[swift-dev] Pure Cocoa NSNumbers and AnyHashable

Joe Groff jgroff at apple.com
Thu Nov 10 11:48:17 CST 2016

A quick ping. I'd like some feedback about how to address this problem.


> On Nov 2, 2016, at 10:26 AM, Joe Groff via swift-dev <swift-dev at swift.org> wrote:
> There's a hole in our AnyHashable implementation when it comes to what I'll call "pure" NSNumbers coming from Cocoa, which were instantiated using -[NSNumber numberWith*:] factories or @(n) syntax in Objective-C. While we maintain type specificity when Swift number types are bridged through NSNumber, NSNumbers constructed in ObjC do not necessarily remember the type they were constructed with or expect to be strictly used as only that type, so we resign to being "fuzzy" and let them bridge back to any Swift type. We however fail to bring this fuzziness to AnyHashable. When we construct an AnyHashable, we'll bring bridged NSNumbers back to their original Swift types, but we leave a pure NSNumber as an NSNumber, so it doesn't hash or equate with numeric values in Swift:
> // ObjC
> @import Foundation;
> NSDictionary *foo() {
>   return @{@(1): @"one"};
> }
> // Swift
> let theFoo /*: [AnyHashable: Any]*/ = foo()
> theFoo[1] // returns nil, ought to find the value "one"
> One way to address this would be to make Swift's number types use the same hashing as NSNumber does. We could go so far as to switch the "custom AnyHashable" polarity around and coerce the Swift number types into NSNumbers when we put them inside AnyHashable, which would give us consistent hashing and fuzzy equality, but would come at a performance cost when converting a number to AnyHashable. We would also lose type specificity in equality for Swift values, since NSNumber's -isEqual: only compares numeric value, unless we special-cased NSNumber in AnyHashable's implementation.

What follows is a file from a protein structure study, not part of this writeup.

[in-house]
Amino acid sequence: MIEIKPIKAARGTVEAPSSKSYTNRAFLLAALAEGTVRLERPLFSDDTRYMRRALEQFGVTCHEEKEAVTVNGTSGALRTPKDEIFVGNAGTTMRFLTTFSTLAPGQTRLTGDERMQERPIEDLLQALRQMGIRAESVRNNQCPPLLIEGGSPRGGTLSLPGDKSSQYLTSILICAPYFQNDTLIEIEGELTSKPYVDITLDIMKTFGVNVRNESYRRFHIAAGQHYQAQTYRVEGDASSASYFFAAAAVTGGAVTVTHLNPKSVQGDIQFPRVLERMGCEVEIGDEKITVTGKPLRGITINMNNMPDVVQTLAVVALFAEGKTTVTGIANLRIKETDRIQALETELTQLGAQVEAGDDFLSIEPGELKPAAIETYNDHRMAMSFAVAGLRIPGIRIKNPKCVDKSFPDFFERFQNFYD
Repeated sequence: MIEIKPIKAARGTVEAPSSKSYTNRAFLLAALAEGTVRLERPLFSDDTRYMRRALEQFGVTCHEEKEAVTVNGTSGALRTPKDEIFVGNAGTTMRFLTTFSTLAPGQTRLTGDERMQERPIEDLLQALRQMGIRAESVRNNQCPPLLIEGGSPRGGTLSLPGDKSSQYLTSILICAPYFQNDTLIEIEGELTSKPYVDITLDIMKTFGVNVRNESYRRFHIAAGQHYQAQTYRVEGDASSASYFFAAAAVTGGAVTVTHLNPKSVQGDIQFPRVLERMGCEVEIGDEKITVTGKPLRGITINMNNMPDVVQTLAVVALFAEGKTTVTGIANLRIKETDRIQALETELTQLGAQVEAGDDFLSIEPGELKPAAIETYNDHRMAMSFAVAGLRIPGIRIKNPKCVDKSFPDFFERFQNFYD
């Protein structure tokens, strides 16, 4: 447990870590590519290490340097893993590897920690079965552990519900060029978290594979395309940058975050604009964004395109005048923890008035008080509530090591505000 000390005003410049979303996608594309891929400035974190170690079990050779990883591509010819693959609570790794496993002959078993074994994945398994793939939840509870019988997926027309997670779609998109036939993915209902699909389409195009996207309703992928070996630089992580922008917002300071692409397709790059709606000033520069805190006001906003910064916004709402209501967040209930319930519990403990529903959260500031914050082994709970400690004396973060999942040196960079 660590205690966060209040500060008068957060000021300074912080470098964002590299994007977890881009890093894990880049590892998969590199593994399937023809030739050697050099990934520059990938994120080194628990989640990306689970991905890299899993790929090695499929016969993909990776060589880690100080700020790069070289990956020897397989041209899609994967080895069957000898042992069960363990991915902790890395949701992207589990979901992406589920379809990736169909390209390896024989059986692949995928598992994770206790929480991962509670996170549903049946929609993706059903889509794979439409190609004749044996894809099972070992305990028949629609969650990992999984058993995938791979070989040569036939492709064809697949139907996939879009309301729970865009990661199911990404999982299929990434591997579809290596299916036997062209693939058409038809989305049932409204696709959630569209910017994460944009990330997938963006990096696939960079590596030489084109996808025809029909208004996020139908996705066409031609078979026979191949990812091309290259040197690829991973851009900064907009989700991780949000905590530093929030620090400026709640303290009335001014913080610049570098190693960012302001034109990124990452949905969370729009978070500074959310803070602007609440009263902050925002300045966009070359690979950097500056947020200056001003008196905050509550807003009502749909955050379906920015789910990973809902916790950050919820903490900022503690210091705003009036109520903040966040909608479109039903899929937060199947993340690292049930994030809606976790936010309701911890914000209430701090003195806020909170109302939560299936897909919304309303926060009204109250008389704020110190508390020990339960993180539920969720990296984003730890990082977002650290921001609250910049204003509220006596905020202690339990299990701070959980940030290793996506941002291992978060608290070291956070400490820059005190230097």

> If we didn't want to adopt NSNumber's hashing for Swift's types, but we were willing to say that all of Swift's number types produce the same hashValue for the same numeric value (so 12.hashValue == 12.0.hashValue == (12 as UInt8).hashValue, etc.), we could also go the other direction, and customize a pure NSNumber's AnyHashable implementation to use Swift's number hashing. We would still need special handling for equality of a pure NSNumber with Swift numbers, but maybe that's inevitable.
> -Joe
> _______________________________________________
> swift-dev mailing list
> swift-dev at swift.org
> https://lists.swift.org/mailman/listinfo/swift-dev

More information about the swift-dev mailing list